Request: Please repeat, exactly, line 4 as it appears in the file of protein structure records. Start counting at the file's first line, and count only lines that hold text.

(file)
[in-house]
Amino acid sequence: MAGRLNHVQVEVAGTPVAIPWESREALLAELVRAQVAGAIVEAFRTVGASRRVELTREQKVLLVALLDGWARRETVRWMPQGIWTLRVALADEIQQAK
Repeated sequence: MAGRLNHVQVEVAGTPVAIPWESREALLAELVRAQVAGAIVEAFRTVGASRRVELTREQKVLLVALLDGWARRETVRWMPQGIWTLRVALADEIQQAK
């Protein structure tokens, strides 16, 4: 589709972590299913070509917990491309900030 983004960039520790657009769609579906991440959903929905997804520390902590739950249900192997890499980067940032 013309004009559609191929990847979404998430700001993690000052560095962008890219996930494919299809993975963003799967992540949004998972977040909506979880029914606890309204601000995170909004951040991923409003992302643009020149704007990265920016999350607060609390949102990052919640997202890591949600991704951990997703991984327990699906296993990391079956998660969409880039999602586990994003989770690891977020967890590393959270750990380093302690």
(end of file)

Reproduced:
């Protein structure tokens, strides 16, 4: 589709972590299913070509917990491309900030 983004960039520790657009769609579906991440959903929905997804520390902590739950249900192997890499980067940032 013309004009559609191929990847979404998430700001993690000052560095962008890219996930494919299809993975963003799967992540949004998972977040909506979880029914606890309204601000995170909004951040991923409003992302643009020149704007990265920016999350607060609390949102990052919640997202890591949600991704951990997703991984327990699906296993990391079956998660969409880039999602586990994003989770690891977020967890590393959270750990380093302690």